by Joan Rhodes
I’m a Pittsburgh kind of girl! This fact implies I know something about snowy winters, Primanti’s sandwiches, and Steeler football. However, one cannot be from Pittsburgh without also having knowledge of one of our most famous native sons, Mr. Fred Rogers. Many of you recognize Fred by his lace up sneakers and cardigan sweater, his creation - the Neighborhood of Make-Believe, and his genuine concern for young children. Mister Rogers was a surprising man, seemingly humble and wise, with kindness for any neighbor he might meet during his daily television program. His efforts to create high quality educational television programming for youngsters earned him a place in the hearts of many children, parents and educators.
Mr. Rogers also had foresight. Prior to his death in 2003, he began working on plans for the creation of a center to advance the fields of early learning and children’s media. This international center housed at Saint Vincent College in Latrobe, Pennsylvania brings together those interested in capitalizing on the positive potential of television and new media for supporting the development of children from birth to age 5. The Fred Rogers’ Center for Early Learning and Children’s Media serves as “a catalyst for communication, collaboration and creative change” (Fred Rogers’ Center for Early Learning and Children’s Media, 2012, np).
A quick visit to the Fred Rogers’ Center website at www.fredrogerscenter.org is not possible. Once you drop in, you find so much information that minutes quickly turn into hours of engaged reading and viewing. The site clearly outlines the center’s major initiatives for bringing together educators and researchers to explore the role of media as it relates to early childhood. General information about the first two initiatives, the Fred Rogers Center Fellows program and the Fred Forward Conference Series highlights the opportunities for professional development offered by the center. The Fred Rogers Archive includes information about Mr. Rogers including an extensive digital library for research related to educational television and early childhood development. An on-line multimedia exhibit detailing Fred Rogers’ childhood and career is a highlight of the archive section.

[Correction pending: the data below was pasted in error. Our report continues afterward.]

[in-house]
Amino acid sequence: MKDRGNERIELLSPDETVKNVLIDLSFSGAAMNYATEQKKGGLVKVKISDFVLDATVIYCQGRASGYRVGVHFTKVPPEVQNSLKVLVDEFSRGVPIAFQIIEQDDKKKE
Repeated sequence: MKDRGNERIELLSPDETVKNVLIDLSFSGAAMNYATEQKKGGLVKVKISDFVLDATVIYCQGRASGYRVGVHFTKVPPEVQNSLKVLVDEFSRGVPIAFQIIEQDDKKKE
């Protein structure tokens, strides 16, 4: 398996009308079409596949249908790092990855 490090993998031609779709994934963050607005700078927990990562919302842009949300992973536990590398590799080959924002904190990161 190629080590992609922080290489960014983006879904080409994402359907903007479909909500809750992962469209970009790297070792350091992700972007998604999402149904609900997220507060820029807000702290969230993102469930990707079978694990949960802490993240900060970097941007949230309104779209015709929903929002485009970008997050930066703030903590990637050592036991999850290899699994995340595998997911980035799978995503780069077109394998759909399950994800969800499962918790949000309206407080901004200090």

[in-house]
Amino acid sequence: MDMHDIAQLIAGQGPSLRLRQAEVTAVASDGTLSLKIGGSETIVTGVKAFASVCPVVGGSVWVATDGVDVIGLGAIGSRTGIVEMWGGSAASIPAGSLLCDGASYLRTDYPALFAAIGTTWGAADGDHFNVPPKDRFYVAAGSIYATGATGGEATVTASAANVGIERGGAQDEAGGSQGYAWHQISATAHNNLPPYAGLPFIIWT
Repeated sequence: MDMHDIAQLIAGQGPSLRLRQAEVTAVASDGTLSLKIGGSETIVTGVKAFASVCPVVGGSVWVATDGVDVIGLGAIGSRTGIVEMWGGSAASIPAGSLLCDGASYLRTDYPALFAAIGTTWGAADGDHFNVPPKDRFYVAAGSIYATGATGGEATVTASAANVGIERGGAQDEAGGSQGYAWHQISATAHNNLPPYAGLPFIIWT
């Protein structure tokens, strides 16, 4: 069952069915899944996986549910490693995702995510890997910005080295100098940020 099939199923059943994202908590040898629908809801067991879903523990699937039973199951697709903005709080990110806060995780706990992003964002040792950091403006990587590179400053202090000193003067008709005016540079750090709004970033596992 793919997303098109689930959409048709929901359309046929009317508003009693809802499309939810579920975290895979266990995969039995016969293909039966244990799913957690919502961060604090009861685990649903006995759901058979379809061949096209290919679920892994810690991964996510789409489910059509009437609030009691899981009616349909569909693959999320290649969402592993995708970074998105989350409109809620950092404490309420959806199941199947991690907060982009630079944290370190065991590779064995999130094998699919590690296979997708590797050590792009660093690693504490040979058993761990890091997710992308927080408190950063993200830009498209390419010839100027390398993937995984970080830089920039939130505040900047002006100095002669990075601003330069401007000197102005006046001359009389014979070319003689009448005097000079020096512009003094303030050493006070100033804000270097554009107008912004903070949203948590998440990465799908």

What really captured my attention as an educator was the expansive resource section that housed links to media education websites, issue briefings, and publications. Researchers and educators from a variety of disciplines contribute syllabi, lesson activities and research related to media and early education to the Curriculum Toolkit, an open, accessible resource to support early childhood educators and those interested in media literacy. The video entries from Mister Rogers’ Neighborhood address challenging topics from dealing with anger to the death of a pet and are in lesson plan format to share with adult learners. These materials would be particularly effective when working with pre-service educators.
Even with all of these wonderful tools, the Fred Rogers’ Center has outdone itself with its web-based early learning environment hosted by Ele, a cartoon avatar who easily convinced me that I wanted to try some of the on-line activities for improving early language and media literacy skills. The activities are designed to support home-based educators and underserved teachers working with young children using video, text and social media. So far, my favorite activity uses music to encourage establishing daily routines. You might like to test out some of the great selections like Brush Your Teeth, Clean Up and We Love to Read at Everyday Grooves. The songs can even be downloaded onto an iPod for use during those long, cold Pennsylvania nights!
Fred Rogers’ Center for Early Learning and Children’s Media. (2012). Retrieved from www.fredrogerscenter.org
Joan Rhodes is an Associate Professor and Chair of the Reading Program at Virginia Commonwealth University.
This article is part of a series from the International Reading Association Technology in Literacy Education Special Interest Group (TILE-SIG).